What comes in the box?

  • Polycom VVX 300 base, handset and connecting cable.
  • Phone stand with various mounting points to adjust angle.
  • A power supply (Note: not all resellers include this so please check)
  • One Ethernet cable.
  • Desk-lock to secure the phone in position.

Setup and Installation

After opening the box and removing all of the packaging, I was a little surprised by the lack of a quick start guide found with most other IP phones. Fortunately, nothing is too complicated - it should very apparent which port is used for each cord provided, thanks to inscriptions above each port. The stand was confusing for a moment, but like Lego, it really can only connect one way.

Provisioning the Device

I used my own IP PBX to test this device. I simply used my everyday extension information to plug into the device and the phone registered shortly afterwards.

I chose to connect manually rather than use the auto-provision feature. After connecting the device to a switch, it booted in about one minute. By pressing the Home button (it resembles a house) and scrolling to the Settings option, I was able to scroll down and find the network settings I needed to configure it from an Internet browser.

Type the IP address of the phone into your web browser (I used Google Chrome) and enter "456" to login with administrative privileges. The second of the six items in the top menu bar is Simple Setup - click here to manually input the registration settings for the device.

Expand each of the tabs to input the following items (see Figure 1):

Figure 1: Simple Setup in the web console

  • Language: Choose the language of the user - the default is English so if you are reading this without translation, it does not need to be changed.
  • Time Synchronization: Several popular time servers are available from the drop down menu. Pick the one that represents your time zone.
  • SIP Server: Enter the FQDN (Fully Qualified Domain Name) for your PBX server and the phone will use it to register and route calls. If using something other than the default 5060 for SIP traffic, change this value.
  • SIP Outbound Proxy: If your system uses a proxy, enter the server information here. Otherwise, leave the fields alone.
  • SIP Line Identification: Enter the display name you would like internal callers to see when you dial their extension. Address will be the registration string used to register with your provider (e.g. username@your.sipserver.com.) If your system requires an additional authentication user enter the value otherwise, leave it blank. Enter the password and something for the label that will appear on the device display.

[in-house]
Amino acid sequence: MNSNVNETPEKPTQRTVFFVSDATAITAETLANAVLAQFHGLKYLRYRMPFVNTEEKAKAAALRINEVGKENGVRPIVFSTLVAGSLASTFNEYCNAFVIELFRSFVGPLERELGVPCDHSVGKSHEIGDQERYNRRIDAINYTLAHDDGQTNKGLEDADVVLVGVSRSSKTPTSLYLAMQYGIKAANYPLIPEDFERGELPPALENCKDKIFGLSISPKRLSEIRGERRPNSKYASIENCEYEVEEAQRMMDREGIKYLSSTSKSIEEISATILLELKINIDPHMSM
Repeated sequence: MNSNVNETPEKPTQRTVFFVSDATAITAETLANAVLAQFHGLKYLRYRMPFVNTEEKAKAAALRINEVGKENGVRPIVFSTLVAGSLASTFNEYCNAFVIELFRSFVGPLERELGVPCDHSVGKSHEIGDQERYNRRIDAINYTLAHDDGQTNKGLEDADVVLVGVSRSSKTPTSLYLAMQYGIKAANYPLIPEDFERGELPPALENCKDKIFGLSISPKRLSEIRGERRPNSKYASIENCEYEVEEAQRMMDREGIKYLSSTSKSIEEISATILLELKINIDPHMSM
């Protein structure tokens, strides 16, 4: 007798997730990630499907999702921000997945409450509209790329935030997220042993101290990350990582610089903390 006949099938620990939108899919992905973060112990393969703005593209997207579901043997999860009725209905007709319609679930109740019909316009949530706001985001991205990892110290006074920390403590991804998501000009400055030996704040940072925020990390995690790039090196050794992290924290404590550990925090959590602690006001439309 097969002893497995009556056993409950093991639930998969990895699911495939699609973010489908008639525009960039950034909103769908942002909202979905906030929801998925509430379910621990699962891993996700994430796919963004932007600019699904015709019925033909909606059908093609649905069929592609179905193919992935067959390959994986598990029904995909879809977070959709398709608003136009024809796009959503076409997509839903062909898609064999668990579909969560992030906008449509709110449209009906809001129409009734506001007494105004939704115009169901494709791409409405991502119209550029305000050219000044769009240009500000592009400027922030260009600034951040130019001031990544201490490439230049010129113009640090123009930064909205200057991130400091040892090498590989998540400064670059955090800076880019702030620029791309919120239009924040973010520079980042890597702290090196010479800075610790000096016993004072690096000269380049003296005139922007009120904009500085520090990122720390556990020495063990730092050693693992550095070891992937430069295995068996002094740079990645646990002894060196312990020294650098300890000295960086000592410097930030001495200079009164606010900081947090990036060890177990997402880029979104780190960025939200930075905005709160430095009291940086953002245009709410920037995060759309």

• Base Profile: Leave this as Generic.

After saving the settings, the phone should show it as registered, indicated by a "phone/checkmark" icon on the main screen. Calls should be possible at this point however, a few other settings may need tweaked.

In my case, I only allow a few different audio codecs to be used by phones connecting to my PBX. A few of the default Codecs not used by my system are given high priority which can affect service.

Under the Preferences item on the top menu, you will find Audio Codecs from the drop down menu. Move the codecs used by your system or service into the "In use" field (see Figure 2) and click the Save button at the bottom of the page.

Figure 2: Audio Codec Settings

You are now done configuring the phone and it should be up and running as part of your telephone network. If you want to learn more on configuring the device to meet your needs, check out the "Info" tab above which has useful links for the Polycom VVX300.

Published: by WhichVoIP

All User Reviews

Polycom VVX300 reviews are listed in chronological order.

Decent sound quality

Overall rating (4)

#1 : OCT 1st, 2015 :

Recommended: Yes

The sound quality for this phone is very good. Also like that for a low price I have access to 6 sip lines.

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Disclaimer: The opinions, views and ratings expressed in these reviews are those solely of the reviewer who submitted the review. WhichVoIP does not necessarily agree with any of the expressed opinions, view or ratings.